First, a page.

Sunday, May 8, 2011
A (mostly) successful dry run
I mentioned on Wednesday that I'm on the verge of a major movie marathon, as soon as my wife and son leave for Australia on Sunday night.
Last night I got a dry run to see how it would go.
As an early Mother's Day present, my wife took herself to a neighborhood motel last night. It's a cute place that we've always admired and in which our family has stayed, but in which we ourselves have never stayed -- for the obvious reason that you rarely need to stay at hotels that are less than a mile from your house. Since it's also cheap, it made a perfect place for her to get away for the night, without really being "away" -- a staycation to the extreme. Especially since she'll soon be the only parent looking after a baby with his body clock all screwed up, for 11 straight days, she desperately needed the treat of a full night's sleep -- her first away from the baby in the nearly 8 1/2 months since he was born.
Naturally, I lined up a double feature to watch at home, for after he went to sleep.
I had one Netflix movie I needed to return (Despicable Me), and I wanted to supplement that with a spontaneously chosen movie from Redbox (Skyline).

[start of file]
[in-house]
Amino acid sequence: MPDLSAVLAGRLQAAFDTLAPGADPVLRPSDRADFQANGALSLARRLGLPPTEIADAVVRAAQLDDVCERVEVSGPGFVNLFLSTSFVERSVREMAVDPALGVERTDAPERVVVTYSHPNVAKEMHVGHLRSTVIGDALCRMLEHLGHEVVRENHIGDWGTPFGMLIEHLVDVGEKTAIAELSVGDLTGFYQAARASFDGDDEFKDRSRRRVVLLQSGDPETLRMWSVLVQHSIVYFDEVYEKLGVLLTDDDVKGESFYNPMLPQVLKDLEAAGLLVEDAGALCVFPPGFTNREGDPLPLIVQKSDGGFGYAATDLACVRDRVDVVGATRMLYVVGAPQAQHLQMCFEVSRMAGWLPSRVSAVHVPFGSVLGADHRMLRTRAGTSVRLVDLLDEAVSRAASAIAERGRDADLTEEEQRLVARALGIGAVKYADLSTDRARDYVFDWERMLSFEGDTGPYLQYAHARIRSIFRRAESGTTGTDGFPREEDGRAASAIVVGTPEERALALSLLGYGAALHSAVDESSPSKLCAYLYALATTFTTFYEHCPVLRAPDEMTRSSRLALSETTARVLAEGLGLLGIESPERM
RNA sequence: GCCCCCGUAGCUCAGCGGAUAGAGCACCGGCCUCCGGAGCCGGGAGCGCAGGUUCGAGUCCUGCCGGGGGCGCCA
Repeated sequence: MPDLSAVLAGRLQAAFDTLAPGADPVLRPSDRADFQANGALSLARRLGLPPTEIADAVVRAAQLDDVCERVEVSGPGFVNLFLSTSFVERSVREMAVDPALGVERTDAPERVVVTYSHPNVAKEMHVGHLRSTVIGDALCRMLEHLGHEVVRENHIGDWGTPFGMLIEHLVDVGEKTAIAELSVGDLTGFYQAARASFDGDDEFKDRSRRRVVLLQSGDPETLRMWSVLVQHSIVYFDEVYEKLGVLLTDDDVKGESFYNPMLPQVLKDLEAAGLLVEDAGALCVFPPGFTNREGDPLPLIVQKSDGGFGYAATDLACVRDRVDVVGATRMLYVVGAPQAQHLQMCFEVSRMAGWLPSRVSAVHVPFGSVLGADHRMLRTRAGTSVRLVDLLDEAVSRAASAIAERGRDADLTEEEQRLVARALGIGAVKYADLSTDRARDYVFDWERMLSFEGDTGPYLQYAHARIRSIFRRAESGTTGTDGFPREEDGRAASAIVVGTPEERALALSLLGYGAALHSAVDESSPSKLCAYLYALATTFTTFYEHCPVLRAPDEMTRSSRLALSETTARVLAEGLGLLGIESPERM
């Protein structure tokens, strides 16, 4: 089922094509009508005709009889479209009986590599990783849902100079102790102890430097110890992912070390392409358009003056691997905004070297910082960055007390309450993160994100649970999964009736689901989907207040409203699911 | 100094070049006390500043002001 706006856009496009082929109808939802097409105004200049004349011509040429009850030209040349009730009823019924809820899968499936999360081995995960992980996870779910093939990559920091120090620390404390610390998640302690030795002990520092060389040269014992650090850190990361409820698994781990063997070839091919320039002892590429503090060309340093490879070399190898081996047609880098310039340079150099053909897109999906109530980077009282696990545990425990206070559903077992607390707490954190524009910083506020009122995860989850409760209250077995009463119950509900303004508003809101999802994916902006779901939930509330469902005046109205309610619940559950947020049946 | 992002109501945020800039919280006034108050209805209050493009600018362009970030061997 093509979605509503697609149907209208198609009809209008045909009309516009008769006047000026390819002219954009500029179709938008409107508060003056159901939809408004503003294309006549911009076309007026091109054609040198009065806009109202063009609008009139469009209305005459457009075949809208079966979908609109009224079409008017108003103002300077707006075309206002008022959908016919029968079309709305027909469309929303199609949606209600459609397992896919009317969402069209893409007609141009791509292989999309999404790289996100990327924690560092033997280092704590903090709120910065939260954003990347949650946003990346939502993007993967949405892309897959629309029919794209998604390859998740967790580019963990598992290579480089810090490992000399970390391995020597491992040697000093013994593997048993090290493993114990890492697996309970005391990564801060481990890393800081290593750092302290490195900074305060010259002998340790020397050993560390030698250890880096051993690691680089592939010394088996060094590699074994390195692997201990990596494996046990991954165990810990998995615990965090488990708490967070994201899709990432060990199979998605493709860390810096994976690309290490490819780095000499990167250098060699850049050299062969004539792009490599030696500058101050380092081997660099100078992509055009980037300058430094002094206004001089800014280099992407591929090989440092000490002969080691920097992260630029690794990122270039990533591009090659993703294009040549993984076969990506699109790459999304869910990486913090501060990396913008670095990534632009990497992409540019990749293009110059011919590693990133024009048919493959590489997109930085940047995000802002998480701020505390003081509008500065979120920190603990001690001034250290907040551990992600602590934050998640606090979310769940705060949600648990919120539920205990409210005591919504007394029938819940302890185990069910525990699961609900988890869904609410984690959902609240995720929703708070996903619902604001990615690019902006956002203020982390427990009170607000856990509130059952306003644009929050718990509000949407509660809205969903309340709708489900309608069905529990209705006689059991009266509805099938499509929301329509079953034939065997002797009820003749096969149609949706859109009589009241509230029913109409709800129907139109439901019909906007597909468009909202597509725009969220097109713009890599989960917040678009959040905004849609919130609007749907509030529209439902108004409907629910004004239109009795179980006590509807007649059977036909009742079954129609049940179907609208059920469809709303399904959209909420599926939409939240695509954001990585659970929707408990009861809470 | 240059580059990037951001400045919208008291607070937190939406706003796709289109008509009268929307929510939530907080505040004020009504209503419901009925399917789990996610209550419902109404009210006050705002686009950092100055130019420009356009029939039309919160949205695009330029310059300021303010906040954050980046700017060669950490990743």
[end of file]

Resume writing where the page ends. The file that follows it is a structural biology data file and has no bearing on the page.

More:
However, I didn't start the second movie until after midnight, and had to finish it this morning.
See, last night I discovered that it's very possible to be "out of practice" in watching movies.
What? you say. How's that possible? You just press play and passively watch what comes on the screen.
Except it's not quite that simple, is it? Watching a movie by yourself is a bit different from watching a movie with someone else. With someone else, yes, you hit play and watch. By yourself, however, you can be distracted by the many other things that compete for your time -- especially when you can spend that time doing whatever you damn please. You can hit pause whenever you feel like it -- there are no social repercussions.
And this "dry run" showed me some of the potential obstacles to watching quite as many movies as I think I'll watch over the next 11 days:
1) Sports. There will be a lot of sports I care about on TV while my wife and son are gone. You can start with the NBA playoffs, where my Celtics are fighting for their lives against the Miami Heat. They'll play at least one game while my family is gone (Monday night), more if they win tonight. Then there's all the baseball that will be on. You may remember that I'm in two fantasy leagues.
Last night, the start of the double feature was delayed by the fact that I wanted to watch the Lakers-Mavericks game. Even more than the Celtics winning a championship this year, I want the Lakers not to win one -- you see, one more and they'll be tied with the Celtics in terms of total number of championships (17). I'm trying to forestall that inevitability as long as possible, and last night's Laker loss to the Mavericks -- which put them in a historically insurmountable 0-3 hole -- took a big step toward delaying that tie at least one year. (And if the Celtics do somehow manage to win it all, even longer.)